The Low Down… of the down low

I created a space to give updates as well as give some background as many have asked what has happened up to this point, what led up to my recent diagnosis, and what the plan of action is. Of course I don’t mind answering questions, but this will be an easy way to keep several people updated at once. We’ve already had an overwhelming support system form around us and we are incredibly humbled and grateful.

And fair warning- you all know I’m a nurse and that I’m not afraid of details. If I’ve learned anything from my first health crisis with HELLP syndrome- it’s that knowledge is power. So- if sharing the embarrassing details of my journey encourages someone else to get screened or checked, then it’s a win. Who knows, it could even save a life!

In the third trimester of my recent pregnancy, I (like so many others) developed hemorrhoids. These were nothing that slowed me down or caused much pain- they were just… there. No big deal. As my pregnancy neared the end, I started to have decreased appetite and upset stomach. Still all very normal “preggo probs”. I was just so thrilled that I was full term without any signs of preeclampsia or HELLP in sight- I soared right up to my beautiful scheduled delivery at 39 weeks. Evelyn Alice joined us that morning with no complications at a whopping 7 pounds! My first words were “she’s huge” 🙂  Such a big difference from my little 2 pound peanut 3 years earlier. Recovering from my C-Section was uneventful with no concerns. My OB, Dr. Steinbis, and I chatted about my hemorrhoids briefly at my 6 week postpartum visit and decided to keep an eye on them as they hadn’t changed and weren’t causing issues. It was still pretty soon after pregnancy to expect them to disappear and I was more focused on panicking that she was moving away- tears! The weeks moved along and I went back to work. I was noticing a little more mucus in my stool with some blood and the hemorrhoids hadn’t budged so I made an appointment with my primary doctor. She did an exam and we discussed a plan. They weren’t firm or sclerosed and not causing much discomfort so we decided to increase my fiber and water intake, use over the counter creams, and follow up in 6 weeks when my yearly physical was due.  Throughout those 6 weeks I noticed more mucus and blood and even started experiencing some urgency to get to the bathroom on time- all things I just attributed to the hemorrhoids causing pressure. I was also noticing some pain over in the center of my right buttock, assuming it was nerve pain from the hemorrhoids. I began to wonder if I had some larger internal hemorrhoids causing problems so I scheduled my yearly physical with the intent of following up. At this visit I had a normal physical exam with all normal labs – just the increased GI symptoms were the only thing worth mentioning. She quickly suggested it was time to “get those taken care of- it’s a quick procedure” to remove persistent hemorrhoids. She told me she’d enter a referral to colorectal surgery. (ha- what? no way am I doing that… I know all of them and all their teams) I smiled politely knowing I was going to ignore the referral and left. Surely they’d resolve soon, if I was better about my diet and water intake- they weren’t really that much of a bother.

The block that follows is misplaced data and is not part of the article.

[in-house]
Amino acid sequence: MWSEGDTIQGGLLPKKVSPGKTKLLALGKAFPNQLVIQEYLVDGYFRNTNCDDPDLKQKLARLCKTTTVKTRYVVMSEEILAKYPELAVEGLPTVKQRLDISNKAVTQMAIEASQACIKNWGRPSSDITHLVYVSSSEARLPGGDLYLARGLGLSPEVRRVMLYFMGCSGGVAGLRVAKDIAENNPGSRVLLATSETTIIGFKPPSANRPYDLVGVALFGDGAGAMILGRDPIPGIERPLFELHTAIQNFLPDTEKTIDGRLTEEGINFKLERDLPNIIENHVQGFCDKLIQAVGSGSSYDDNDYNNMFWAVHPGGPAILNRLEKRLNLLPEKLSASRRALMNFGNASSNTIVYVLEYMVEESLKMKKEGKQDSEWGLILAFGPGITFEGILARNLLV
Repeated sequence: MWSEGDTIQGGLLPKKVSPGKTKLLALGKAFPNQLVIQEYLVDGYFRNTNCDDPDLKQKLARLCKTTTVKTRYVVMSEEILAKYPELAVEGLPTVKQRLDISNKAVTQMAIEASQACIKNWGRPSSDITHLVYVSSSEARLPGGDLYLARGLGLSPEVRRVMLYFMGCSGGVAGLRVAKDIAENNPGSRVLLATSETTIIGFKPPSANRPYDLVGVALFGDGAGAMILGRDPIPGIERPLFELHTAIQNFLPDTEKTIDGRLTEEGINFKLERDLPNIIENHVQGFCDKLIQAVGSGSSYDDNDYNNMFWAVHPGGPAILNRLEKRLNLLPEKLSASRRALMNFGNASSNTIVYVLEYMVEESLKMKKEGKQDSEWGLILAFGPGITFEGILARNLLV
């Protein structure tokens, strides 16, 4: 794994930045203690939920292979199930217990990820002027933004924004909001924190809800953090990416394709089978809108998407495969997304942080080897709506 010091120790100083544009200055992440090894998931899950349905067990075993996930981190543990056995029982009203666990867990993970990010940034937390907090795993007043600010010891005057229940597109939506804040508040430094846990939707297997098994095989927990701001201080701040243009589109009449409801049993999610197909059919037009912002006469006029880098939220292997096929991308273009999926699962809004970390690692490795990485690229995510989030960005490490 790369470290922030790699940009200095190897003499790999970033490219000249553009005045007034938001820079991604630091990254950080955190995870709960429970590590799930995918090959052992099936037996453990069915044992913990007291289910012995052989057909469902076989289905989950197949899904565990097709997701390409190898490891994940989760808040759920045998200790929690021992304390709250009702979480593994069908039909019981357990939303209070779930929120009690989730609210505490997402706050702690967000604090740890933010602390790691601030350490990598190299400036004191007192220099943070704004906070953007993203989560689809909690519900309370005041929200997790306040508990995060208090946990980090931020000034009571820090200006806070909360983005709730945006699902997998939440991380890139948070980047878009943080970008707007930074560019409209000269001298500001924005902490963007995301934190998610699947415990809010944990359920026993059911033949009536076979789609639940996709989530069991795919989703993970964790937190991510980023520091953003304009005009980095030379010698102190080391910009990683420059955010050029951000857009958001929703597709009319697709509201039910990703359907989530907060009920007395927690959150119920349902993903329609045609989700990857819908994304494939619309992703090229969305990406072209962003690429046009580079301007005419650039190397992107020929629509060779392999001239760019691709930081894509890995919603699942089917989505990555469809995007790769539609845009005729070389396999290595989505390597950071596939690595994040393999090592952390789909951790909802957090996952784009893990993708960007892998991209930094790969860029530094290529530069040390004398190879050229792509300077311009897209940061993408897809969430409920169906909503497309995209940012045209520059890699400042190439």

That weekend my bestie Katie was in town- we sat chatting and watching a movie as I was complaining to her about my little annoyances. She quickly said, “oh suck it up and go- they do this all the time”. Ugh, she was right. That next week, after I pondered about which one I’d like to see (I choose the one I knew the least, ha), I snuck over to his nurse’s cube (which is in my office) to tell her I needed to see her doc. She quickly agreed to throw me on their schedule for their next clinic day and assured me they see this after pregnancy all the time. That Tuesday, September 27th- I went into his office for a consult. I fit it in between meetings thinking it shouldn’t take long. As I started giving him the history, he began asking more questions- specifically about the urgency and the mucus. As he was digging deeper (uh figuratively at this point… that comes later) I could tell his mind was turning and this wasn’t a normal postpartum hemorrhoids discussion at this point. He did an exam there in the room- I sat back up- he took a breath – and said “I actually feel a mass in your rectum”. My heart sank- what? a what? He quickly got me set up in the procedure room for a more thorough exam (yes it’s as awful as you imagine) to try and get a better look.  So this is when my friend I work with had to give me two enemas and I had to sit and wait for the next exams- yikes. At this point I started furiously texting Camden (my cell service isn’t great in the middle of the building so I couldn’t call).  “Baby, my appointment isn’t going as planned” “He found a mass- I have no idea what he’s thinking but I can tell he’s concerned” “They’re making me do more tests, this is awful” “Can you please come up here? I afraid he’s going to have something awful to say”

he did….